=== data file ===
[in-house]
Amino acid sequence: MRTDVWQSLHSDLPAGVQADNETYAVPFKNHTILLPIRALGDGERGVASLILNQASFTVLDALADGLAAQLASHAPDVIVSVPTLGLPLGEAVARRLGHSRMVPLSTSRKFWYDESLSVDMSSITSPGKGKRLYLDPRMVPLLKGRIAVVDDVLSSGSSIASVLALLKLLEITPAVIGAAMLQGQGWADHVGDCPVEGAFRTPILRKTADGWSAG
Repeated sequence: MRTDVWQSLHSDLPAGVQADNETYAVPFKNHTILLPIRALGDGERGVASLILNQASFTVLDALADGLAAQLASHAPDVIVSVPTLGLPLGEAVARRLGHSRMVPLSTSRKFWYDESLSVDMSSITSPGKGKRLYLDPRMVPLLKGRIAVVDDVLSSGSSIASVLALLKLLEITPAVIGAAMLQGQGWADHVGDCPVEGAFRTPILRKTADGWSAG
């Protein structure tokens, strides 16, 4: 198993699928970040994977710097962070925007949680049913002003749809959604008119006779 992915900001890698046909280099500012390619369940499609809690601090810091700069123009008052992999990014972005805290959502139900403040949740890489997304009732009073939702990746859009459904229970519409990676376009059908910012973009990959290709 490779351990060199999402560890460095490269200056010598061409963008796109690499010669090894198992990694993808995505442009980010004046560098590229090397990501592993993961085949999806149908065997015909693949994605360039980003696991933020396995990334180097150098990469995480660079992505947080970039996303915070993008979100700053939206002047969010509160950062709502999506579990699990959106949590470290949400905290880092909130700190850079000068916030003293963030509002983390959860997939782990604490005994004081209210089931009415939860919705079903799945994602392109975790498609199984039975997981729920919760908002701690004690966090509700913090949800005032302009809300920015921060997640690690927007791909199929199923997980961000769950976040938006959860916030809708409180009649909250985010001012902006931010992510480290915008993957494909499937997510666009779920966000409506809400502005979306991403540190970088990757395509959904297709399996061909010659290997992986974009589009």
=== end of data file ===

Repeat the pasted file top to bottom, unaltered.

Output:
[in-house]
Amino acid sequence: MRTDVWQSLHSDLPAGVQADNETYAVPFKNHTILLPIRALGDGERGVASLILNQASFTVLDALADGLAAQLASHAPDVIVSVPTLGLPLGEAVARRLGHSRMVPLSTSRKFWYDESLSVDMSSITSPGKGKRLYLDPRMVPLLKGRIAVVDDVLSSGSSIASVLALLKLLEITPAVIGAAMLQGQGWADHVGDCPVEGAFRTPILRKTADGWSAG
Repeated sequence: MRTDVWQSLHSDLPAGVQADNETYAVPFKNHTILLPIRALGDGERGVASLILNQASFTVLDALADGLAAQLASHAPDVIVSVPTLGLPLGEAVARRLGHSRMVPLSTSRKFWYDESLSVDMSSITSPGKGKRLYLDPRMVPLLKGRIAVVDDVLSSGSSIASVLALLKLLEITPAVIGAAMLQGQGWADHVGDCPVEGAFRTPILRKTADGWSAG
């Protein structure tokens, strides 16, 4: 198993699928970040994977710097962070925007949680049913002003749809959604008119006779 992915900001890698046909280099500012390619369940499609809690601090810091700069123009008052992999990014972005805290959502139900403040949740890489997304009732009073939702990746859009459904229970519409990676376009059908910012973009990959290709 490779351990060199999402560890460095490269200056010598061409963008796109690499010669090894198992990694993808995505442009980010004046560098590229090397990501592993993961085949999806149908065997015909693949994605360039980003696991933020396995990334180097150098990469995480660079992505947080970039996303915070993008979100700053939206002047969010509160950062709502999506579990699990959106949590470290949400905290880092909130700190850079000068916030003293963030509002983390959860997939782990604490005994004081209210089931009415939860919705079903799945994602392109975790498609199984039975997981729920919760908002701690004690966090509700913090949800005032302009809300920015921060997640690690927007791909199929199923997980961000769950976040938006959860916030809708409180009649909250985010001012902006931010992510480290915008993957494909499937997510666009779920966000409506809400502005979306991403540190970088990757395509959904297709399996061909010659290997992986974009589009």